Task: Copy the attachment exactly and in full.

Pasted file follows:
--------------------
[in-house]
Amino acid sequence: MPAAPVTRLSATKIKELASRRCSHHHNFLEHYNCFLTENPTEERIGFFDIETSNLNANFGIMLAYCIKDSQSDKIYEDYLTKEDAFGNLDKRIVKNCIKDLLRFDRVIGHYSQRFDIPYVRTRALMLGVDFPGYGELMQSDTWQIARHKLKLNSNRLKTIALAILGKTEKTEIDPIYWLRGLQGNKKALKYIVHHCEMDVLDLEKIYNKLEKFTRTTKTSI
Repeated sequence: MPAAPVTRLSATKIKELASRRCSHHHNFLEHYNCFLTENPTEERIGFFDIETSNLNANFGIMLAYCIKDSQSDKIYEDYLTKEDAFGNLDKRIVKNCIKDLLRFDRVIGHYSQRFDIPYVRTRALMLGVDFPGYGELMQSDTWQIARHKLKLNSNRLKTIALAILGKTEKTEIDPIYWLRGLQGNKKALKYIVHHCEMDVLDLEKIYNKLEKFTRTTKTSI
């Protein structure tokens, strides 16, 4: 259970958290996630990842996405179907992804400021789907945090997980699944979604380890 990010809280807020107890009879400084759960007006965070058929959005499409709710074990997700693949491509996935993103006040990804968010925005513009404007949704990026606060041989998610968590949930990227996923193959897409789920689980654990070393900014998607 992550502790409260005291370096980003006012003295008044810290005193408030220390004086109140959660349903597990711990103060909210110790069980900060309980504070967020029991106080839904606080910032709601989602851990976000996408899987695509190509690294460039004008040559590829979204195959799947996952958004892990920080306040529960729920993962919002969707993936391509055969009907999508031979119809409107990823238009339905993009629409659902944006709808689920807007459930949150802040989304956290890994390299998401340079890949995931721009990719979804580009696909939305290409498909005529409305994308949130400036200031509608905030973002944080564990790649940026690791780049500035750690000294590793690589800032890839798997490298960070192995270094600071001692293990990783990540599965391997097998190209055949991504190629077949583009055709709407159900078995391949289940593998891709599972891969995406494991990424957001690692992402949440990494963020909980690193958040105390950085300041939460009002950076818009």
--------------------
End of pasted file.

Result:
[in-house]
Amino acid sequence: MPAAPVTRLSATKIKELASRRCSHHHNFLEHYNCFLTENPTEERIGFFDIETSNLNANFGIMLAYCIKDSQSDKIYEDYLTKEDAFGNLDKRIVKNCIKDLLRFDRVIGHYSQRFDIPYVRTRALMLGVDFPGYGELMQSDTWQIARHKLKLNSNRLKTIALAILGKTEKTEIDPIYWLRGLQGNKKALKYIVHHCEMDVLDLEKIYNKLEKFTRTTKTSI
Repeated sequence: MPAAPVTRLSATKIKELASRRCSHHHNFLEHYNCFLTENPTEERIGFFDIETSNLNANFGIMLAYCIKDSQSDKIYEDYLTKEDAFGNLDKRIVKNCIKDLLRFDRVIGHYSQRFDIPYVRTRALMLGVDFPGYGELMQSDTWQIARHKLKLNSNRLKTIALAILGKTEKTEIDPIYWLRGLQGNKKALKYIVHHCEMDVLDLEKIYNKLEKFTRTTKTSI
């Protein structure tokens, strides 16, 4: 259970958290996630990842996405179907992804400021789907945090997980699944979604380890 990010809280807020107890009879400084759960007006965070058929959005499409709710074990997700693949491509996935993103006040990804968010925005513009404007949704990026606060041989998610968590949930990227996923193959897409789920689980654990070393900014998607 992550502790409260005291370096980003006012003295008044810290005193408030220390004086109140959660349903597990711990103060909210110790069980900060309980504070967020029991106080839904606080910032709601989602851990976000996408899987695509190509690294460039004008040559590829979204195959799947996952958004892990920080306040529960729920993962919002969707993936391509055969009907999508031979119809409107990823238009339905993009629409659902944006709808689920807007459930949150802040989304956290890994390299998401340079890949995931721009990719979804580009696909939305290409498909005529409305994308949130400036200031509608905030973002944080564990790649940026690791780049500035750690000294590793690589800032890839798997490298960070192995270094600071001692293990990783990540599965391997097998190209055949991504190629077949583009055709709407159900078995391949289940593998891709599972891969995406494991990424957001690692992402949440990494963020909980690193958040105390950085300041939460009002950076818009």